Materials engineering, on the other hand, is concerned with the design, fabrication, and testing of engineering materials. Such materials must fulfill simultaneously the dimensional properties, quality control, and economic requirements. Several manufacturing steps may be involved: (1) primary fabrication, such as solidification or vapor deposition of homogeneous or composite materials; (2) secondary fabrication, including shaping and microstructural control by operations such as mechanical working, machining, sintering, joining and heat treatment and (3) testing, which measures the degree of reliability of a processed part, destructively or non-destructively.
Because the science of materials branches into other fields of study, the department offers joint fields of study in collaboration with other departments. A degree specializing in electronic materials is offered which provides a broad-based background in materials science, with the opportunity to specialize in semiconducting materials used in electronic and optoelectronic devices. The program incorporates several courses in electrical engineering in addition to those in the materials science curriculum.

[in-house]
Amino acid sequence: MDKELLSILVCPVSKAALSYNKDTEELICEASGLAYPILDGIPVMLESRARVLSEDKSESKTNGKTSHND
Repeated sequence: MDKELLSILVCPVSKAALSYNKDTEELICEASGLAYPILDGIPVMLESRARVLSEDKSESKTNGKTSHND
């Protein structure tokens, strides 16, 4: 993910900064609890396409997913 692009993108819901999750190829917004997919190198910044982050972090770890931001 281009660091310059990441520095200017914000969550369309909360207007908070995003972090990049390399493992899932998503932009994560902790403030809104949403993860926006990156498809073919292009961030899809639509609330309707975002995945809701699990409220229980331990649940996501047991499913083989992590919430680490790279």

A joint major field, chemistry/materials science, is offered to students enrolled in the Department of Chemistry and Biochemistry (College of Letters and Science). Several courses in the undergraduate curriculum also play an important role in the manufacturing engineering program.
The graduate program allows for specialization in one of the following fields: ceramics and ceramic processing, electronic and optical materials, and structural materials.